The Whole Language Approach to Reading

Lesson Transcript
Instructor: Sharon Linde

Sharon has an Masters of Science in Mathematics and a Masters in Education

One of the main approaches to teaching reading, the Whole Language Approach is centered on memorizing sight words and connecting them to every day life. Learn more about the WLA, its roots, and what it looks like in the classroom. Updated: 02/02/2022

What Is Whole Language?

In education, reading and writing instruction doesn't always look the same. There are many different philosophies and approaches to teaching children language arts. The whole language approach to reading is a philosophy that stresses the importance of children thinking about their thinking, or being metacognitive. The whole language approach (WLA) focuses on children making sense of skills used in reading and writing, as opposed to just memorizing letter sounds and symbols. When did the WLA approach become popular, and why use it? Let's take a peek into an instructional methods class at a university that's learning about the WLA.

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  • 0:00 What Is Whole Language?
  • 0:47 Teaching Language Arts 101
  • 2:29 Roots of the Whole…
  • 4:01 WLA in the Classroom
  • 5:21 Lesson Summary
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Teaching Language Arts 101

In today's class, the professor, Dr. Tee, is teaching two approaches to teaching language arts: whole language and phonics.


Many people learn to read using a traditional method that relies on the memorization of letters and the sounds these letters make. This is called phonics. Teachers who use phonics to teach reading and writing typically follow a systematic approach that doesn't have context to real text, meaning words are learned apart from books or other written print. Instead, children learn letters, usually beginning with A and ending with Z, along with the sounds associated with each letter. They then put letter sounds together to blend sounds. You have likely been told to sound a word out as a young reader. Your teacher or parent meant to use your understanding of phonics to decode a word.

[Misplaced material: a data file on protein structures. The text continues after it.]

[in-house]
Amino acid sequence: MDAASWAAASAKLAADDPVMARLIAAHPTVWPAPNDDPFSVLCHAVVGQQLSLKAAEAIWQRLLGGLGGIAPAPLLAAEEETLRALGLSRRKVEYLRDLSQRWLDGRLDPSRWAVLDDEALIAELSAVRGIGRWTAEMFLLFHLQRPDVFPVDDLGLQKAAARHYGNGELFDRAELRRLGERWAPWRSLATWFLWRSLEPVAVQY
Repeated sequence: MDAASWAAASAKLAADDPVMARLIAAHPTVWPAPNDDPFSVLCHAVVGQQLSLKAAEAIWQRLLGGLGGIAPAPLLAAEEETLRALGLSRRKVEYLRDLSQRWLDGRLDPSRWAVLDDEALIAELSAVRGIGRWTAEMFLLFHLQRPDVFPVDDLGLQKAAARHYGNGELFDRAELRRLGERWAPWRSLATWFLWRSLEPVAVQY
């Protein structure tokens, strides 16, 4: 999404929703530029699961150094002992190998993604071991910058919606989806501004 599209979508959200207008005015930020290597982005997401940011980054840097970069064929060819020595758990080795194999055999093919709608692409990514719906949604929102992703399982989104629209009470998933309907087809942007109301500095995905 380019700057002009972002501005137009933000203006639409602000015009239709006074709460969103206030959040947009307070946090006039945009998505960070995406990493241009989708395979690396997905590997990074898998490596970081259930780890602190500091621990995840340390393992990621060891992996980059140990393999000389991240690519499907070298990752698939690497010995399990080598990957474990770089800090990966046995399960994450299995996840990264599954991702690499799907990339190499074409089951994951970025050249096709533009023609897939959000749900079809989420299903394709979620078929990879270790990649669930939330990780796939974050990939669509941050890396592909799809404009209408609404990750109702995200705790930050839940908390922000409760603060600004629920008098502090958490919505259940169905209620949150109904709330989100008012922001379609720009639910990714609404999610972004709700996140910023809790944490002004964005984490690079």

Whole Language

The whole language approach to reading instruction focuses on children making important connections between reading and real life. Instead of phonics instruction, the WLA teaches children to memorize words. Teachers rely heavily on a sight word vocabulary, an increasingly complex list of words that children memorize, both in and out of context. The WLA uses simple readers to give children practice reading their sight words, believing fluency will be built and strengthened with real-life reading practice. It stresses the importance of children learning and making sense of their emerging reading and language skills in relation to other words, not by letter-sound use.

Roots of the Whole Language Approach

Dr. Tee goes on to explain that the WLA doesn't have one solid source. It evolved as several different combinations of thought. However, it is considered a constructivist approach to teaching. Constructivism is an educational philosophy that stresses student creation of meaning from experiences. In other words, constructivists believe children will naturally construct their own understanding of learning, including reading and writing, from their involvement and interaction with it. Constructivists don't think children learn best by breaking learning down into small parts, as phonics does. They believe each student brings individual experience to the classroom to help make sense of their learning.

This cognitive approach to learning is based on Jean Piaget's theory of making connections. Piaget was an early educational psychologist who taught a few important aspects used in the WLA:

  1. Children adapt to their changing world by making sense of their experiences.
  2. These experiences are assimilated, or taken in as new information and fitted with what is already known.
  3. Experiences can also be accommodated. When children accommodate, they create a new space for the information they're learning.

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